Translocation across time

I used to live several blocks from my current place. Moving back here after four and a half years feels exciting and familiar. My time in Seattle was a wonderful adventure, but it is so nice to cook dinner with friends and family most nights. It means easy access to my friends’ cats, and just seeing all these different people every day in the square and on the subway. Same drugstore. Same grocery store. Most of my friends here haven’t moved. The neighborhood hasn’t changed much in the past five years. I guess it’s slowly gentrifying. The subway’s a bit more crowded, and the traffic’s a bit worse. I think.

What’s different? My job is from home now. I have a roommate I adore, and new in-laws close at hand. I’m working on my manuscript again, but I’m still working on getting my new routines down. The house has made a lot of progress, but there’s so much more stuff to organize. I have a new desk! It’s smaller than the last one and doesn’t have storage on the side, but it feels more solid and it looks cuter. I’m building a new computer to write on and giving the old one to my mother.

The biggest adjustment, though, is having one shared bathroom for the house. It means a little more forethought when you take a shower or need to use the toilet or brush your teeth. And if that’s the biggest adjustment to moving cross-country, I am a very lucky woman.

We’ve landed

I’ve moved to the Boston area. This was an insane cross-country move that John and I prepped well for but was still a massive stress producer. We still have boxes around the house, and I don’t know where many of my physical possessions are. I am sleeping a ton, and trying to get things done in a responsible and deliberate fashion. I’ve been pushing myself too hard though, so my body’s shut down on me a few times.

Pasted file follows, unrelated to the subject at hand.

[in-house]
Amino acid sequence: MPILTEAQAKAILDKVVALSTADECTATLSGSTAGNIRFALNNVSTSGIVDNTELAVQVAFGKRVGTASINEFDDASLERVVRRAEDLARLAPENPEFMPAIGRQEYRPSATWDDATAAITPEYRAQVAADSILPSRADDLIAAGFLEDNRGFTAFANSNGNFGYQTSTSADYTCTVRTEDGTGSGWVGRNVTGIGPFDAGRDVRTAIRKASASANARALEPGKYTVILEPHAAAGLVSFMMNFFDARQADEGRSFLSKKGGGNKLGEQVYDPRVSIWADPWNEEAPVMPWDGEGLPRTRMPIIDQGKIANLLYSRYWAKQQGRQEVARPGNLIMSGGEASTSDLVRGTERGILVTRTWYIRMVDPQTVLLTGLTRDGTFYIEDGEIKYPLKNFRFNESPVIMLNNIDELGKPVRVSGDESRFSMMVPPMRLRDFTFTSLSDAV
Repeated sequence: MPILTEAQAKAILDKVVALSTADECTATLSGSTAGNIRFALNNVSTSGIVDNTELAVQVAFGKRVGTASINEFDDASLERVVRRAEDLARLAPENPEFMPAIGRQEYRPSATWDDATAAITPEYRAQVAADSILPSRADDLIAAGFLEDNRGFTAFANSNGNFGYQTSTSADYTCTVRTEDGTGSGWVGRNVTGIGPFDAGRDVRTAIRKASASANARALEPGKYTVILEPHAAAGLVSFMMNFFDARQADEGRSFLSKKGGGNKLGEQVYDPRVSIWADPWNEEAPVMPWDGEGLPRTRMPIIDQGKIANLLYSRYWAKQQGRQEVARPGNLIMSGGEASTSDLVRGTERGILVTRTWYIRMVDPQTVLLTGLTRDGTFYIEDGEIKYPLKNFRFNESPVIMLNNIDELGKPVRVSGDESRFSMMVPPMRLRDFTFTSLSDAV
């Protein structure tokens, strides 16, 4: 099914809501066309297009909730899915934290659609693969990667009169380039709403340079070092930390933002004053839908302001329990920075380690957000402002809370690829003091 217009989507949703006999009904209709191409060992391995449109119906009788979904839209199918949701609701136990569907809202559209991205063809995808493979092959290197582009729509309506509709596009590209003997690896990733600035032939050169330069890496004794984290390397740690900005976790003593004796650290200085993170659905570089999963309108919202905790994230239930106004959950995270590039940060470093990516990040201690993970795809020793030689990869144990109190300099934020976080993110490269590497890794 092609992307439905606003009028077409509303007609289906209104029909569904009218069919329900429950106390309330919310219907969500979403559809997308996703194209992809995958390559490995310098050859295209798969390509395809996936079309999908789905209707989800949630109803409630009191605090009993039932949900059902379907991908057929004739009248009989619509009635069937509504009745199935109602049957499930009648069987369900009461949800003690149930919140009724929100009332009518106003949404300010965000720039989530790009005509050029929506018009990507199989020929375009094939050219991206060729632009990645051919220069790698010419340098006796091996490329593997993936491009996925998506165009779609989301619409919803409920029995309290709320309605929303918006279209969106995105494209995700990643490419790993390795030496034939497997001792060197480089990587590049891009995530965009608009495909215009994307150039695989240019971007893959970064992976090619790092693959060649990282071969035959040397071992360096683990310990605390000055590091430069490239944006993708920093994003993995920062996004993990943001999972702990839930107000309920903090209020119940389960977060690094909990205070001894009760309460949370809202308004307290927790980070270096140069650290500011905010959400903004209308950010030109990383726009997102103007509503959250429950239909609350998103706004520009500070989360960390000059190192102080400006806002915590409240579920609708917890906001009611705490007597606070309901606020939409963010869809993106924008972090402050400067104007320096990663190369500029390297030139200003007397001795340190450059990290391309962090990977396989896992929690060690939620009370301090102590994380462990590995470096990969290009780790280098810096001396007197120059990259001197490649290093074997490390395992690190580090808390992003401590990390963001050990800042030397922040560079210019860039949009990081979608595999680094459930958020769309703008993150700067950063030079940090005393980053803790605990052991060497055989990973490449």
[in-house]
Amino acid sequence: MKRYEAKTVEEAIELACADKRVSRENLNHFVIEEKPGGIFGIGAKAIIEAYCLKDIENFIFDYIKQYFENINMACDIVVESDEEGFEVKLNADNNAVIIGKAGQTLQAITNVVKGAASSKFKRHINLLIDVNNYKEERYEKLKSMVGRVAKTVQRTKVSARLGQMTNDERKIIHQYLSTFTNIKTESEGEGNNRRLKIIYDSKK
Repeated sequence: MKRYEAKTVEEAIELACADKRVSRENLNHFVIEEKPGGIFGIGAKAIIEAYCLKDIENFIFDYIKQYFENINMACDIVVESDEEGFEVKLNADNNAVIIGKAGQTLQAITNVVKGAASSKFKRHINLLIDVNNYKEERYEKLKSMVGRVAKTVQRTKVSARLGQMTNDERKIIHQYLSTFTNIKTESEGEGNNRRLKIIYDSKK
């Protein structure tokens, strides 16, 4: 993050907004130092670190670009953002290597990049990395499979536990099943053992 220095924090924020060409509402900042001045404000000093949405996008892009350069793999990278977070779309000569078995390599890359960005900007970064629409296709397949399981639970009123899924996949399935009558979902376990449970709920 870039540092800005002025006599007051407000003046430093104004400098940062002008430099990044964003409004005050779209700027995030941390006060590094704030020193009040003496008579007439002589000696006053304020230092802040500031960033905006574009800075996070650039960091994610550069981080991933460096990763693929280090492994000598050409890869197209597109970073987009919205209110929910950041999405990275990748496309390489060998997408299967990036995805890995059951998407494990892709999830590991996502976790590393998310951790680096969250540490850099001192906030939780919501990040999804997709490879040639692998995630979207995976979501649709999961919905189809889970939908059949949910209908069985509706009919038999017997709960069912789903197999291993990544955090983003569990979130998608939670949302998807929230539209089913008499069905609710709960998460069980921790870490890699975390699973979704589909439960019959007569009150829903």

Being a remote employee is different. I have an ideal routine set up that I haven’t been able to follow yet. In the morning after I wake, take a brief walk. This is to replace the commute in my head. My psychologist recommended this as well as doing something at the end of the day. Then do work in the morning until lunchtime. Most days I’ll eat at home, except Wednesday Lunch Dates, where John and I will attempt to scope out restaurants in the area. Half an hour after lunch, I’ll head to the YMCA and either do cardio or weights. It can be tough to figure out which to do each day as I’m starting up: I’ve gotten out of shape, so soreness happens a day after lifting sessions. That should get me out of the house daily if the morning walk didn’t happen.

I worry that all my thoughts are scattershot and that half of what I say or write doesn’t make sense. I haven’t been able to write much, because getting work figured out was the first priority. Now I have to fight with myself to write again. I’ve worked on making concrete the rules of the world that I’d abstracted in my head. Scrivener is great for picking through a manuscript, but I want to make a printout and mark up where to inject more background and details. There’s something nice about seeing rainbow sparkly ink on white paper, instead of comments and highlights on a screen.